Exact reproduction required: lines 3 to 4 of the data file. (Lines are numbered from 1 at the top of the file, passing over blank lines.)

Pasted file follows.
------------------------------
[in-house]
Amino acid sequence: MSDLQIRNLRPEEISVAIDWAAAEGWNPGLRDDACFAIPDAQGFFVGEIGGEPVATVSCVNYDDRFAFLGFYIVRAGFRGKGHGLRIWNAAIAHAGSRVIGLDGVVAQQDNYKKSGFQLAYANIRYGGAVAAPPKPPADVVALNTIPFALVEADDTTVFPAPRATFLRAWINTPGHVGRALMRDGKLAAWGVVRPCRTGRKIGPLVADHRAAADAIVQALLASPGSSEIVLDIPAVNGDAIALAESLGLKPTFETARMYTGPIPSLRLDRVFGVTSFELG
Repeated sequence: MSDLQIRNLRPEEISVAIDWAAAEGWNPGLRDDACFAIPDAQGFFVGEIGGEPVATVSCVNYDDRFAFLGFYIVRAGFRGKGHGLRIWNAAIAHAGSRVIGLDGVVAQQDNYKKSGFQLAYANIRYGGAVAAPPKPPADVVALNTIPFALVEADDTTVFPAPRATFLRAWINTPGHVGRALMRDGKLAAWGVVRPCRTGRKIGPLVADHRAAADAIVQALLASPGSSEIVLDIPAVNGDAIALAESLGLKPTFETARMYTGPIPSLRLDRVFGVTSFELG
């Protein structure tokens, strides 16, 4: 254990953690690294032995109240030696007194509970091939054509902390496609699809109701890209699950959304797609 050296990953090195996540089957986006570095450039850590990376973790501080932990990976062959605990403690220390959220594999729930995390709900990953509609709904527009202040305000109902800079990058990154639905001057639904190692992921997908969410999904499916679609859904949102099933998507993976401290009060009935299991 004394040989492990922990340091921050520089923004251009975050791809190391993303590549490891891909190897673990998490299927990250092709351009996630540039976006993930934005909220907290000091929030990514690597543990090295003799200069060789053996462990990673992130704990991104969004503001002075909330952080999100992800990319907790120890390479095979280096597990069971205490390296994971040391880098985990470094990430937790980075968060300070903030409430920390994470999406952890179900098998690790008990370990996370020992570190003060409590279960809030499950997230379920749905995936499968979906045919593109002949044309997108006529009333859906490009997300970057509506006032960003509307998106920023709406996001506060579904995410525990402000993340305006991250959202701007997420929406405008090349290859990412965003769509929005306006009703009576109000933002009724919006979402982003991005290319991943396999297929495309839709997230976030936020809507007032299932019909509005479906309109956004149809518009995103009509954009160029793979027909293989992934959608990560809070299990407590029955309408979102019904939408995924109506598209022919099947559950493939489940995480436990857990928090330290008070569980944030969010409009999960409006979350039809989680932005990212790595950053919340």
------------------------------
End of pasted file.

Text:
Repeated sequence: MSDLQIRNLRPEEISVAIDWAAAEGWNPGLRDDACFAIPDAQGFFVGEIGGEPVATVSCVNYDDRFAFLGFYIVRAGFRGKGHGLRIWNAAIAHAGSRVIGLDGVVAQQDNYKKSGFQLAYANIRYGGAVAAPPKPPADVVALNTIPFALVEADDTTVFPAPRATFLRAWINTPGHVGRALMRDGKLAAWGVVRPCRTGRKIGPLVADHRAAADAIVQALLASPGSSEIVLDIPAVNGDAIALAESLGLKPTFETARMYTGPIPSLRLDRVFGVTSFELG
């Protein structure tokens, strides 16, 4: 254990953690690294032995109240030696007194509970091939054509902390496609699809109701890209699950959304797609 050296990953090195996540089957986006570095450039850590990376973790501080932990990976062959605990403690220390959220594999729930995390709900990953509609709904527009202040305000109902800079990058990154639905001057639904190692992921997908969410999904499916679609859904949102099933998507993976401290009060009935299991 004394040989492990922990340091921050520089923004251009975050791809190391993303590549490891891909190897673990998490299927990250092709351009996630540039976006993930934005909220907290000091929030990514690597543990090295003799200069060789053996462990990673992130704990991104969004503001002075909330952080999100992800990319907790120890390479095979280096597990069971205490390296994971040391880098985990470094990430937790980075968060300070903030409430920390994470999406952890179900098998690790008990370990996370020992570190003060409590279960809030499950997230379920749905995936499968979906045919593109002949044309997108006529009333859906490009997300970057509506006032960003509307998106920023709406996001506060579904995410525990402000993340305006991250959202701007997420929406405008090349290859990412965003769509929005306006009703009576109000933002009724919006979402982003991005290319991943396999297929495309839709997230976030936020809507007032299932019909509005479906309109956004149809518009995103009509954009160029793979027909293989992934959608990560809070299990407590029955309408979102019904939408995924109506598209022919099947559950493939489940995480436990857990928090330290008070569980944030969010409009999960409006979350039809989680932005990212790595950053919340």